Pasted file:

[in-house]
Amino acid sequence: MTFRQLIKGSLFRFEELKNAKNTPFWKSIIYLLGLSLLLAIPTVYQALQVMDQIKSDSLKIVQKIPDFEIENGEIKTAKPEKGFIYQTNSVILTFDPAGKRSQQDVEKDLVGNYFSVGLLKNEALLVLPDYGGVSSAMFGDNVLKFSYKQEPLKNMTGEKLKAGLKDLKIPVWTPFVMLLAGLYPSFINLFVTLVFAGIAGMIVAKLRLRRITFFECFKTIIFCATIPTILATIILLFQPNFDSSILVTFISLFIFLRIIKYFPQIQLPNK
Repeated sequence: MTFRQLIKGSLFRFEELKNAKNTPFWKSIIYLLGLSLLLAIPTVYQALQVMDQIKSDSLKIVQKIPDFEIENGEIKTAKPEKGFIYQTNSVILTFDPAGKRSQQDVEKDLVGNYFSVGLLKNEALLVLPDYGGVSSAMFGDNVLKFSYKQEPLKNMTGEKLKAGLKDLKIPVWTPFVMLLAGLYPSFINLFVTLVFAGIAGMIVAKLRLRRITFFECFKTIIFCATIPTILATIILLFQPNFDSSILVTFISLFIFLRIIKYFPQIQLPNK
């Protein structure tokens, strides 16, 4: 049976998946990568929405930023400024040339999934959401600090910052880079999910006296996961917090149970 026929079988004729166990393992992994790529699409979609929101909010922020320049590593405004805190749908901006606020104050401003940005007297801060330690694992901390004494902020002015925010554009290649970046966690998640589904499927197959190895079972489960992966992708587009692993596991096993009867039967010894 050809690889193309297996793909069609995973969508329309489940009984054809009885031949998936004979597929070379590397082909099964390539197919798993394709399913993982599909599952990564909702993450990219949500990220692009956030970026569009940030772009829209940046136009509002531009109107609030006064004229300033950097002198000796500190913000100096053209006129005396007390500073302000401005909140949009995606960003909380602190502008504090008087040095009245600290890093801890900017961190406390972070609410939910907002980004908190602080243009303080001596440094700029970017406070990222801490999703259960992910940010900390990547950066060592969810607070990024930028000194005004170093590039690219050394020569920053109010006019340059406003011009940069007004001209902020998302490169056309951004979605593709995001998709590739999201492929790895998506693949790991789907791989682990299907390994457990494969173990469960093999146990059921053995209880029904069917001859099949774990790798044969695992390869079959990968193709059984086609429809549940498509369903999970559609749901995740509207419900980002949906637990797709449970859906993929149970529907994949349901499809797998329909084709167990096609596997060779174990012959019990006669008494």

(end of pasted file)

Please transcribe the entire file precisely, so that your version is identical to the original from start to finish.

[in-house]
Amino acid sequence: MTFRQLIKGSLFRFEELKNAKNTPFWKSIIYLLGLSLLLAIPTVYQALQVMDQIKSDSLKIVQKIPDFEIENGEIKTAKPEKGFIYQTNSVILTFDPAGKRSQQDVEKDLVGNYFSVGLLKNEALLVLPDYGGVSSAMFGDNVLKFSYKQEPLKNMTGEKLKAGLKDLKIPVWTPFVMLLAGLYPSFINLFVTLVFAGIAGMIVAKLRLRRITFFECFKTIIFCATIPTILATIILLFQPNFDSSILVTFISLFIFLRIIKYFPQIQLPNK
Repeated sequence: MTFRQLIKGSLFRFEELKNAKNTPFWKSIIYLLGLSLLLAIPTVYQALQVMDQIKSDSLKIVQKIPDFEIENGEIKTAKPEKGFIYQTNSVILTFDPAGKRSQQDVEKDLVGNYFSVGLLKNEALLVLPDYGGVSSAMFGDNVLKFSYKQEPLKNMTGEKLKAGLKDLKIPVWTPFVMLLAGLYPSFINLFVTLVFAGIAGMIVAKLRLRRITFFECFKTIIFCATIPTILATIILLFQPNFDSSILVTFISLFIFLRIIKYFPQIQLPNK
């Protein structure tokens, strides 16, 4: 049976998946990568929405930023400024040339999934959401600090910052880079999910006296996961917090149970 026929079988004729166990393992992994790529699409979609929101909010922020320049590593405004805190749908901006606020104050401003940005007297801060330690694992901390004494902020002015925010554009290649970046966690998640589904499927197959190895079972489960992966992708587009692993596991096993009867039967010894 050809690889193309297996793909069609995973969508329309489940009984054809009885031949998936004979597929070379590397082909099964390539197919798993394709399913993982599909599952990564909702993450990219949500990220692009956030970026569009940030772009829209940046136009509002531009109107609030006064004229300033950097002198000796500190913000100096053209006129005396007390500073302000401005909140949009995606960003909380602190502008504090008087040095009245600290890093801890900017961190406390972070609410939910907002980004908190602080243009303080001596440094700029970017406070990222801490999703259960992910940010900390990547950066060592969810607070990024930028000194005004170093590039690219050394020569920053109010006019340059406003011009940069007004001209902020998302490169056309951004979605593709995001998709590739999201492929790895998506693949790991789907791989682990299907390994457990494969173990469960093999146990059921053995209880029904069917001859099949774990790798044969695992390869079959990968193709059984086609429809549940498509369903999970559609749901995740509207419900980002949906637990797709449970859906993929149970529907994949349901499809797998329909084709167990096609596997060779174990012959019990006669008494």